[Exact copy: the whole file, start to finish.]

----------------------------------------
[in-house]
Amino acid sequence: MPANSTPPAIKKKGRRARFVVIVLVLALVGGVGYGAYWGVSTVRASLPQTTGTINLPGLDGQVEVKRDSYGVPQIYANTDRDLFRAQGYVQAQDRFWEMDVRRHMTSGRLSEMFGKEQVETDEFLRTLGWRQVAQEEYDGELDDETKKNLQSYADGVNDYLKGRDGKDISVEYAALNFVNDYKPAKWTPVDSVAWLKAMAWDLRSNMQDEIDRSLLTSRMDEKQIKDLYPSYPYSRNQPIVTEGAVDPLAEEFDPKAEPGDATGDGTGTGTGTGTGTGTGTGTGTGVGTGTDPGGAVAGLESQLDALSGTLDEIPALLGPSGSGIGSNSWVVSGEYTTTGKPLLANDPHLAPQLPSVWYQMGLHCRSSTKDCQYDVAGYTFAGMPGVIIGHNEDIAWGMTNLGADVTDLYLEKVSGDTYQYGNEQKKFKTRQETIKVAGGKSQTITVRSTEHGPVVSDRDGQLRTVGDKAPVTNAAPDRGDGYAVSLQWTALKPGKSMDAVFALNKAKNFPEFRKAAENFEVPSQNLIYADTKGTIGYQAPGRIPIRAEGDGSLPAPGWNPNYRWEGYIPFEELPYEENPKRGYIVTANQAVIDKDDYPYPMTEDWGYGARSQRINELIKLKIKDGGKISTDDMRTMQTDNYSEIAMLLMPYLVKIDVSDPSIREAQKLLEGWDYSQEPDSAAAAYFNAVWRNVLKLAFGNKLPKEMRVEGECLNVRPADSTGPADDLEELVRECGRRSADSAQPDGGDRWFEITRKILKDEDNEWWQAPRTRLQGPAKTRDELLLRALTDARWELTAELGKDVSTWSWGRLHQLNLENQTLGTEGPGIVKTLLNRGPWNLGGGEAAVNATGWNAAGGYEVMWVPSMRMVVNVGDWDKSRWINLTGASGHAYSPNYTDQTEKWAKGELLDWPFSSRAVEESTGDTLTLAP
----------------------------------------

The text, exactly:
[in-house]
Amino acid sequence: MPANSTPPAIKKKGRRARFVVIVLVLALVGGVGYGAYWGVSTVRASLPQTTGTINLPGLDGQVEVKRDSYGVPQIYANTDRDLFRAQGYVQAQDRFWEMDVRRHMTSGRLSEMFGKEQVETDEFLRTLGWRQVAQEEYDGELDDETKKNLQSYADGVNDYLKGRDGKDISVEYAALNFVNDYKPAKWTPVDSVAWLKAMAWDLRSNMQDEIDRSLLTSRMDEKQIKDLYPSYPYSRNQPIVTEGAVDPLAEEFDPKAEPGDATGDGTGTGTGTGTGTGTGTGTGTGVGTGTDPGGAVAGLESQLDALSGTLDEIPALLGPSGSGIGSNSWVVSGEYTTTGKPLLANDPHLAPQLPSVWYQMGLHCRSSTKDCQYDVAGYTFAGMPGVIIGHNEDIAWGMTNLGADVTDLYLEKVSGDTYQYGNEQKKFKTRQETIKVAGGKSQTITVRSTEHGPVVSDRDGQLRTVGDKAPVTNAAPDRGDGYAVSLQWTALKPGKSMDAVFALNKAKNFPEFRKAAENFEVPSQNLIYADTKGTIGYQAPGRIPIRAEGDGSLPAPGWNPNYRWEGYIPFEELPYEENPKRGYIVTANQAVIDKDDYPYPMTEDWGYGARSQRINELIKLKIKDGGKISTDDMRTMQTDNYSEIAMLLMPYLVKIDVSDPSIREAQKLLEGWDYSQEPDSAAAAYFNAVWRNVLKLAFGNKLPKEMRVEGECLNVRPADSTGPADDLEELVRECGRRSADSAQPDGGDRWFEITRKILKDEDNEWWQAPRTRLQGPAKTRDELLLRALTDARWELTAELGKDVSTWSWGRLHQLNLENQTLGTEGPGIVKTLLNRGPWNLGGGEAAVNATGWNAAGGYEVMWVPSMRMVVNVGDWDKSRWINLTGASGHAYSPNYTDQTEKWAKGELLDWPFSSRAVEESTGDTLTLAP